English edit

Etymology 1 edit

From Middle English remembren, from Old French remembrer (to remember), from Late Latin rememorari (to remember again), from re- + memor (mindful), from Proto-Indo-European *mer-, *(s)mer- (to think about, be mindful, remember). Cognate with Old English mimorian, mymerian (to remember, commemorate), Old English māmorian (to deliberate, plan out, design). More at mammer.

Pronunciation edit

Verb edit

remember (third-person singular simple present remembers, present participle remembering, simple past and past participle remembered)

  1. To recall from one's memory; to have an image in one's memory.
    • 1852, Mrs M.A. Thompson, “The Tutor's Daughter”, in Graham's American Monthly Magazine of Literature, Art, and Fashion[1], page 266:
      In the lightness of my heart I sang catches of songs as my horse gayly bore me along the well-remembered road.
    • 1963, Margery Allingham, chapter 6, in The China Governess: A Mystery, London: Chatto & Windus, →OCLC:
      [] I remember a lady coming to inspect St. Mary's Home where I was brought up and seeing us all in our lovely Elizabethan uniforms we were so proud of, and bursting into tears all over us because “it was wicked to dress us like charity children”.
    • 1971, Lyndon Johnson, The Vantage Point[2], Holt, Reinhart & Winston, →ISBN, →LCCN, →OCLC, page 104:
      A man's vision reflects his memories. As I looked out on the nation from the President's Oval Office, my reflections included images burned deep in my mind for over a half a century. I remembered my father's concern for the tenant farmer and for the workers' need for collective bargaining. I remembered my mother's deep faith in the value of education. I remembered the pinched and hopeless look of poverty I saw on the faces of the Mexican-American children I had taught. I remembered the army of jobless and ragged men who rode grimy boxcars across our country during the Depression. These and a hundred other separate recollections of struggle and hope were all part of my heritage. They formed a portion of the background against which I developed the programs I felt America wanted and needed.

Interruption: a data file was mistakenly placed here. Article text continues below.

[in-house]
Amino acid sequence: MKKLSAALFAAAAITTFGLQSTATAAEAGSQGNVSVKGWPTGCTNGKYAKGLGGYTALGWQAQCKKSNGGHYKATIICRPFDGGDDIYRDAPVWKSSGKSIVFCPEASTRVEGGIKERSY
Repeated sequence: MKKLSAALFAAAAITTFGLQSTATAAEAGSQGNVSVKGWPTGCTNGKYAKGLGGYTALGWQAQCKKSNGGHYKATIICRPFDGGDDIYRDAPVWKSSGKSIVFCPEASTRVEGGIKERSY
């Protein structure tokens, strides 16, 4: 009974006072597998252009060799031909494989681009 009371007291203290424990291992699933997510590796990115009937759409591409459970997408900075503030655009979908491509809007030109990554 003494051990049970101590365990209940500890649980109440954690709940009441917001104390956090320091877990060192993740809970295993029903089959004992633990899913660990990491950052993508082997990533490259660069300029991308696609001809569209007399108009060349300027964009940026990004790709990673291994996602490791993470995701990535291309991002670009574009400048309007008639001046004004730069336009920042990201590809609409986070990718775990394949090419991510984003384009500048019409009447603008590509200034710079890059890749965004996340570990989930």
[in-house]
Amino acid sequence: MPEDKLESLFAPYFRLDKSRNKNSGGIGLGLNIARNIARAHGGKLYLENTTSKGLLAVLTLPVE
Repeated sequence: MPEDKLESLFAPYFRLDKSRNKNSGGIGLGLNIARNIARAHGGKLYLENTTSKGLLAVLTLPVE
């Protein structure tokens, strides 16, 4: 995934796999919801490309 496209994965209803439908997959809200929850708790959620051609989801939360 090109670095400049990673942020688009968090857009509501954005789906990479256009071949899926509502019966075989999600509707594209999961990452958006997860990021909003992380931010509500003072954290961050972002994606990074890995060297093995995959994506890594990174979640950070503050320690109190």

• 2016, VOA Learning English (public domain)
      Remember me? I live in your building.
    • 2021, President Joe Biden, (Please provide the book title or journal name):
      To heal, we must remember. It's hard sometimes to remember, but that's how we heal. It's important to do that as a nation.
  2. To memorize; to put something into memory.
    Please remember this formula!
  3. To keep in mind; to be mindful of.
    Remember what I've said.
  4. To not forget (to do something required)
    Remember to lock the door when you go out.
  5. To convey greetings from.
    Please remember me to your brother.
    She asks to be remembered to you all.
  6. (obsolete) To put in mind; to remind (also used reflexively).
  7. (intransitive) To engage in the process of recalling memories.
    You don't have to remind him; he remembers very well.
  8. (transitive) To give (a person) money as a token of appreciation of past service or friendship.
    My aunt remembered me in her will, leaving me several thousand pounds.
    • 2003, Little Visits 365 Family Devotions: Building Faith for a Lifetime, Concordia Publishing House:
      Waitresses, mail carriers, and teachers were often remembered on Boxing Day.
  9. (transitive) to commemorate, to have a remembrance ceremony
    Today we remember and honour those who have served.
Usage notes edit
Conjugation edit
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Derived terms edit
Descendants edit
  • Sranan Tongo: memre
Translations edit
The translations below need to be checked and inserted above into the appropriate translation tables. See instructions at Wiktionary:Entry layout § Translations.

See also edit

Etymology 2 edit

re- +‎ member

Verb edit

remember (third-person singular simple present remembers, present participle remembering, simple past and past participle remembered)

  1. (rare) Alternative form of re-member
    • 1982, Book Review Digest, volume 78, page 824:
      knit 'this scattered corn into one mutual sheaf, / these broken limbs again into one body' - in other words, how to resurrect the dismembered god, to remember Osiris. Yet the only body made whole in these expert, lowering poems is the body of this death.
    • 2008, Jan Assmann, Of God and Gods: Egypt, Israel, and the Rise of Monotheism, page 42:
      According to these mysteries, the rites of fashioning or remembering Osiris came to be interpreted as remembering Egypt. Egypt was the body of Osiris, dismembered and scattered across the land.
    • 2010, Sandra Ingerman, Medicine for the Earth, page 100:
      She remembered Osiris by putting his pieces back together and mating with him one last time, conceiving Horus, who eventually avenged his father's death.
    • 2012, Roy Melvyn, The Lost Writings of Wu Hsin: Pointers to Non Duality in Five Volumes, Lulu Press, Inc, →ISBN:
      To dismember is to tear apart; / To re-member is to put back together. / The old must be dismembered / So that which was prior to it / May be remembered. / Therefore, to re-mind is / To dismember and then re-member.
Alternative forms edit

Anagrams edit